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Putting accessibility and inclusion at the heart of your events 

William Mullen

Lawyer and event strategist

June 11, 2024

Blog posts

Putting accessibility and inclusion at the heart of your events 

Today, accessibility is a fundamental part of successful event planning, and with good reason:

In 2017, approximately 16% of people in Quebec aged 15 and older were living with a disability.

Source: Statistics Canada

In 2013, 75% of people with a functional limitation reported encountering obstacles when attending public, cultural or sporting events.

Source: Coalition québécoise pour la participation sociale des personnes handicapées

When you’re getting ready to create an event you’d like everybody to enjoy, it’s essential to take measures that help you sidestep obstacles or pitfalls that could mar the experience for guests. Here are a few things to keep in mind when crafting fully democratized, come-one-come-all experiences:

Physical considerations

  • Choose spaces that are easily accessible for people with reduced mobility, with access ramps and elevators, and adapted, gender-neutral washrooms.
  • Do a test run of the guest experience by wheelchair to identify obstacles and perform any necessary adjustments.
  • Have wheelchairs on hand and provide reserved seating for anyone in need.
  • Communicate all pertinent information about accessible transportation options, such as shuttle services, and offer taxi reimbursements to guests with reduced mobility.
  • Opt for visual elements (like images, photos, graphic details, etc.) with clear, contrasting colours and designs.
  • Provide a telecoil system for the hearing impaired and a magnifying device for the sight impaired.  
  • Offer the option of participating remotely, which can be vastly helpful to many guests with mobility constraints.

Cognitive considerations

  • Communicate clearly with simple, straightforward language on the website and promotional material.
  • Avoid jargon and use universal non-verbal cues like pictograms and images to support presentations and discussions.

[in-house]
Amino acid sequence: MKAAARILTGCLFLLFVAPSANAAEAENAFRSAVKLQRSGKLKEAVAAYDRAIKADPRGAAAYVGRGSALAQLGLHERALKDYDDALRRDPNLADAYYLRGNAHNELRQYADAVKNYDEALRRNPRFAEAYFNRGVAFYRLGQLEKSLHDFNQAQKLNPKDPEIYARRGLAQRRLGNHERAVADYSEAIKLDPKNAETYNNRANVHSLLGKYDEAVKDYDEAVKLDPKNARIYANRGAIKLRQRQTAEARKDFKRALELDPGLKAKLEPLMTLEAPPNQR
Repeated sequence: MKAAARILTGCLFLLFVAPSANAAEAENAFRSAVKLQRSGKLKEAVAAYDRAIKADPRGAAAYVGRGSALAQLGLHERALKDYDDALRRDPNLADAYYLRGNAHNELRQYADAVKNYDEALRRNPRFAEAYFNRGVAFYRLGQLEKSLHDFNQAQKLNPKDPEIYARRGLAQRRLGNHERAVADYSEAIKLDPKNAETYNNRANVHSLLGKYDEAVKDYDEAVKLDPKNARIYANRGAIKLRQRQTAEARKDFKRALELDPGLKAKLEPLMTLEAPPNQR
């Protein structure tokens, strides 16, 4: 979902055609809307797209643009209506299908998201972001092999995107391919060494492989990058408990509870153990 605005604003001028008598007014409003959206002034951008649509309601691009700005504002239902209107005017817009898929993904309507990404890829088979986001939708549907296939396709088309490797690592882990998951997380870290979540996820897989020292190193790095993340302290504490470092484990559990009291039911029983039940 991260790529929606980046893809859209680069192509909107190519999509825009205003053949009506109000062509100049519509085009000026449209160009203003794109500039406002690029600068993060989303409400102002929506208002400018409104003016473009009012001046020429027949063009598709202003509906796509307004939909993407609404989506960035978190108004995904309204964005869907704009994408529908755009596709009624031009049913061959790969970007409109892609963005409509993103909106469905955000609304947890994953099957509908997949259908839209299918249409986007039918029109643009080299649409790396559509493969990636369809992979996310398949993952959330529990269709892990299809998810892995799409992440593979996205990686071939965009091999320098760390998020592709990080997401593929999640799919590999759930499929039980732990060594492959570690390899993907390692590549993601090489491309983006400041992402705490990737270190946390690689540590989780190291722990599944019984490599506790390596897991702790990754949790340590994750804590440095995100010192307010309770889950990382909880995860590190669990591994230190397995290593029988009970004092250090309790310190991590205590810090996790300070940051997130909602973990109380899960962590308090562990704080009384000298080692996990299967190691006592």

• Provide alternative descriptions for images.
  • Set up an information kiosk or increase the number of guides present to direct guests and answer any questions in a polite and respectful manner.

Language considerations

  • Offer live translation or sign language services.
  • Provide teletypewriters, subtitles or audio description services as needed.
  • Create event communications in several languages.
  • Ensure that typefaces and font sizes used in your event material are clear and legible.

Emotional considerations

  • Provide designated ‘quiet’ areas that are calm with soft, subdued lighting.
  • Create welcoming safe spaces where all guests feel comfortable expressing themselves.
  • Reduce visual and audio stimulations, or warn guests in advance that certain sights and sounds may have an adverse effect.

Responding to unique needs and situations

  • Offer meal options adapted to the age, cultural diversity and dietary practices of guests.
  • For events that call for an entrance fee or other costs, consider pricing structures that work across a variety of budgets.
  • Plan regular pauses or intermissions and keep the event to a reasonable duration.
  • Prioritize diversity in guests, hosts, moderators and staff.
  • Invite guests and moderators to choose their own pronouns on nametags.
  • Choose suppliers from among social enterprises or groups that are underrepresented or traditionally marginalized.  

Above all, never label guests by their limitations, but feel free to ask them about their specific needs and concerns when it comes to accessibility and inclusion. Taking the time to gather and consider their feedback will help you improve future events, making each one more welcoming and inclusive than the last.

Would you like us to accompany you in organizing your next accessible, inclusive event?

Photos by Girl with red hat on Unsplash